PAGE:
It’s here!

The technical glitch is sorted and Tales from the Northlands is up and running. It’s a 99c/p volume so it won’t break the bank, and if you enjoy stories, you’re in for a treat, because no one could tell stories better than the Norsemen, and though I’m not a Norseman, you might be able to forget that when you’re reading them.

tftn

Just to repeat myself, this is what they’re all about..

These five short stories are set in the Northlands: a modern Swedish department store, the windswept east coast of Anglo-Saxon England, and the fjords of Viking Sverige.

A rickety wooden escalator carries a child from his safe, comfortable world of department store Christmas glitter to the midnight zone inhabited by legendary nightmares.

On the windswept east coast of Northumbria, a Saxon thegn avenges his murdered chief by selling his village to the sea wolves, and a ruthless war leader prepares for battle, gloating over the blood dream sent him by the wicce.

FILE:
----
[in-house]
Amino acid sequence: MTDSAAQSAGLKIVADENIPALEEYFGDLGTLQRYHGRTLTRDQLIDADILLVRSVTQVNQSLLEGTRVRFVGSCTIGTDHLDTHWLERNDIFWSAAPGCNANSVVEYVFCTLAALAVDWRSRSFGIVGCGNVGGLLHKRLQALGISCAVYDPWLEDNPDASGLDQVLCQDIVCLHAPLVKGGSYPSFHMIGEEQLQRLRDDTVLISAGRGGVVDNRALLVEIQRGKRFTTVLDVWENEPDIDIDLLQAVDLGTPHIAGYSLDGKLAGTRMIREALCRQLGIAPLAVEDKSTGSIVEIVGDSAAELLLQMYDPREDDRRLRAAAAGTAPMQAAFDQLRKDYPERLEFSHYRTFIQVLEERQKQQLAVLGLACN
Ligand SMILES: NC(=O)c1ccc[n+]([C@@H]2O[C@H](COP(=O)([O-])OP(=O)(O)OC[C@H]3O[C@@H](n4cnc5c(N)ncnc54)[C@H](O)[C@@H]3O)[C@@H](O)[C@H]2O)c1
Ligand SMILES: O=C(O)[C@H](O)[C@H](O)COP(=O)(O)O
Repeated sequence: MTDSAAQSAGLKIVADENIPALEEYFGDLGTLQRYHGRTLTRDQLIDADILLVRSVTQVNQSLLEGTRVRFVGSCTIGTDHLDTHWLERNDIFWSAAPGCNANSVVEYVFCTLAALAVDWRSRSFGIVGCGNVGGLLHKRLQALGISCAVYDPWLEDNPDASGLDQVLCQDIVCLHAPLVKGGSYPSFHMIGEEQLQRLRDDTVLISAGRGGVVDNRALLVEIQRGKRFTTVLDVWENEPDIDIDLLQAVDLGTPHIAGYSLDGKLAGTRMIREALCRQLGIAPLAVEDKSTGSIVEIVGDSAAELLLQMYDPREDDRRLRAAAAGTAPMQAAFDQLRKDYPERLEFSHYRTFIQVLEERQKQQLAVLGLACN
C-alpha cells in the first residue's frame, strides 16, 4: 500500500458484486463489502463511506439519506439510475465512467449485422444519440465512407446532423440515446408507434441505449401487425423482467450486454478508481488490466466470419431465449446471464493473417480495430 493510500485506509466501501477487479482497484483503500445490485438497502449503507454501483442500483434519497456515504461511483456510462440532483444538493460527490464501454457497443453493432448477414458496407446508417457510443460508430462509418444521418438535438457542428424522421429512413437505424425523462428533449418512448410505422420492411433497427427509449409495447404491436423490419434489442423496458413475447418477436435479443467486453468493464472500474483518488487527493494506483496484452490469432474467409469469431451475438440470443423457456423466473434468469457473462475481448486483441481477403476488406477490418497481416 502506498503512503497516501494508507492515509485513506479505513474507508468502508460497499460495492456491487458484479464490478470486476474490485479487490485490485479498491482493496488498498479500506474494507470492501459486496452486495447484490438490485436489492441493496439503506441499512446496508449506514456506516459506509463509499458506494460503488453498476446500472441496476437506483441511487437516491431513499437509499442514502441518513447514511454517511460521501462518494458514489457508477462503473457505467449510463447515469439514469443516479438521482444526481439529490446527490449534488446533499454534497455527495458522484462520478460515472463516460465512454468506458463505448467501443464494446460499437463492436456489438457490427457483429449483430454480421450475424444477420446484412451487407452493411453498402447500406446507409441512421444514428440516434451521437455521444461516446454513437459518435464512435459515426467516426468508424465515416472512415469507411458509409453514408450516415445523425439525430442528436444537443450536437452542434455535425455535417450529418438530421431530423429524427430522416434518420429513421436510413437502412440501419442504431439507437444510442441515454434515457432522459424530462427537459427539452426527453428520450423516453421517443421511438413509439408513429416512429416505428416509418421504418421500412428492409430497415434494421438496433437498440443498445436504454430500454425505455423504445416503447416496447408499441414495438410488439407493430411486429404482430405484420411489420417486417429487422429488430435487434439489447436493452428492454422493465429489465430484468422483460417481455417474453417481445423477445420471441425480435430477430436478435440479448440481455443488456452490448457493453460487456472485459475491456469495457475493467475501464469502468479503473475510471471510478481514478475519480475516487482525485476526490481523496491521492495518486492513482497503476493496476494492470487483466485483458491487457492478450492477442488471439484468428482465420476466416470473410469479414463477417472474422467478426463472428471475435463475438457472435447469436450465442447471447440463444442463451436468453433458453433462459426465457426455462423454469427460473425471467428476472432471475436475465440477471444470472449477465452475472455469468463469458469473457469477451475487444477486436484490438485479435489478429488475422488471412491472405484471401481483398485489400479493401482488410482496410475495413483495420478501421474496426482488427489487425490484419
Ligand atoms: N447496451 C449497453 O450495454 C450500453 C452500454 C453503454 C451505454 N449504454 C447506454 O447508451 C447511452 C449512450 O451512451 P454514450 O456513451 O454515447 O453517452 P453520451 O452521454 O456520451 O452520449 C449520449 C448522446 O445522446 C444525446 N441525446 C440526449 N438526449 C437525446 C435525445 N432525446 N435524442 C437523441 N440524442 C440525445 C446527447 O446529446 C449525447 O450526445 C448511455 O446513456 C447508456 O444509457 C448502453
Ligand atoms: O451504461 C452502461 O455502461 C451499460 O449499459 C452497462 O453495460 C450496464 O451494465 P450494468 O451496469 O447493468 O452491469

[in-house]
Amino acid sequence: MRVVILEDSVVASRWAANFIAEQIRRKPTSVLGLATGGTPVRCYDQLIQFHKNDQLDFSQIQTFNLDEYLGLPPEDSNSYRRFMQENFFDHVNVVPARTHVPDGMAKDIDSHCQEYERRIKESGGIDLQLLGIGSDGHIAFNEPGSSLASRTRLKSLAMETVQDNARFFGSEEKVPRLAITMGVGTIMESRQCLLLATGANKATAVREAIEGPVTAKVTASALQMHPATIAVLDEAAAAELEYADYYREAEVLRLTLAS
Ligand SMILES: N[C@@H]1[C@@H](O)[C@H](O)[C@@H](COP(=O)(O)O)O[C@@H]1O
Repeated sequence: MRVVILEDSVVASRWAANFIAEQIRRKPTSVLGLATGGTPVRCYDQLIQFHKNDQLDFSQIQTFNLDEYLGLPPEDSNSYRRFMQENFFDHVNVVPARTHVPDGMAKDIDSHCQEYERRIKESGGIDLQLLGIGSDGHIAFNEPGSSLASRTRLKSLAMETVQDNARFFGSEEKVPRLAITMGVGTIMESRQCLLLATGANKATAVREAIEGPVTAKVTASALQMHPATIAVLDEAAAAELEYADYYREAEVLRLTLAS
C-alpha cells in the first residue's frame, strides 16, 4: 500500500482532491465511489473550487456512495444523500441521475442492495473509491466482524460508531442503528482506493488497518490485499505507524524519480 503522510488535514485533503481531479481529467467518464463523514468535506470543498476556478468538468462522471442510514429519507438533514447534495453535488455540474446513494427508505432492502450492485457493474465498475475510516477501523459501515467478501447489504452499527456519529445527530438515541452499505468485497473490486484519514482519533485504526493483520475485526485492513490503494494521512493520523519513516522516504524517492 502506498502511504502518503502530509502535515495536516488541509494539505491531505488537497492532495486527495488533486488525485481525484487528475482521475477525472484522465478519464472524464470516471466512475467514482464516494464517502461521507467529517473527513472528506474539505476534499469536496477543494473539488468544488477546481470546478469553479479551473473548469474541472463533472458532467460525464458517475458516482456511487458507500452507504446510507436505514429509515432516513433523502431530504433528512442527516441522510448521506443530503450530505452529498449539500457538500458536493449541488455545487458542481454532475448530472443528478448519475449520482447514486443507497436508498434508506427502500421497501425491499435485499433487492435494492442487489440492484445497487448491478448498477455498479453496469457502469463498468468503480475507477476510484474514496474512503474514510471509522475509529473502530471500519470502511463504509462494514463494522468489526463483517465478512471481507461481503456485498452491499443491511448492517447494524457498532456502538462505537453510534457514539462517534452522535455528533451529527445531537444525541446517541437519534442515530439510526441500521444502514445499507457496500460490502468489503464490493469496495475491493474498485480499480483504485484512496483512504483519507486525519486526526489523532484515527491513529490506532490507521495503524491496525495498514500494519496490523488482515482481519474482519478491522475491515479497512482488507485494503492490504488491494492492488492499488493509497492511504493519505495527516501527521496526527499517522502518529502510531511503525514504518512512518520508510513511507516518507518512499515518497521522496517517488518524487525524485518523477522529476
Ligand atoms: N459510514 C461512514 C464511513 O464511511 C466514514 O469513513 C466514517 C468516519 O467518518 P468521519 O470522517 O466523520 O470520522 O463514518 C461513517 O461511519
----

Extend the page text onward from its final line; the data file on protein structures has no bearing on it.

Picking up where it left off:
In Viking Sverige, Jussi and Solveig plan a future juggling bride price, parental expectations and the knarr they have yet to acquire, but their future falls beneath the shadow of the mountain.

Antar seems like the answer to Inna’s dream of escaping the bleak steading on the fjord, but her father and his chosen son-in-law have other ideas.

What links these tales is the North Sea that beats the coast, brings the cold and the long ships, laps the winter nights in snow, when the wind howls stories of trolls and giants. It brings the herring, the sea mews and the grey seals, and it joins a people with the same vision of the worldโ€”harsh, vivid and full of magic.

 

You can get Tales from the Northlands here

Amazon.com

Amazon.UK

And there are, of course, free copies in exchange for a review. Though if Regency romance is your thing in historical fiction, these stories might not be for you.

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Published by

Jane Dougherty

I used to do lots of things I didn't much enjoy. Now I am officially a writer. It's what I always wanted to be.

26 thoughts on “It’s here!”

      1. I think it’s more about being a stickler for accuracy than anything else. I’m a big fan of Guy Gavriel Kay, but his novel about Saxons and Vikings rather set my teeth on edge. He had his Vikings subjecting captives to the ‘blood eagle’ willy nilly. Even slaves and children. There’s no evidence that the ‘blood eagle’ ever existed beyond a theoretical exemplary execution. If it ever happened at all ot would have been reserved for defeated kings. It’s not difficult to get that kind of information, but if you don’t, the story strays into the realms of second world fantasy.

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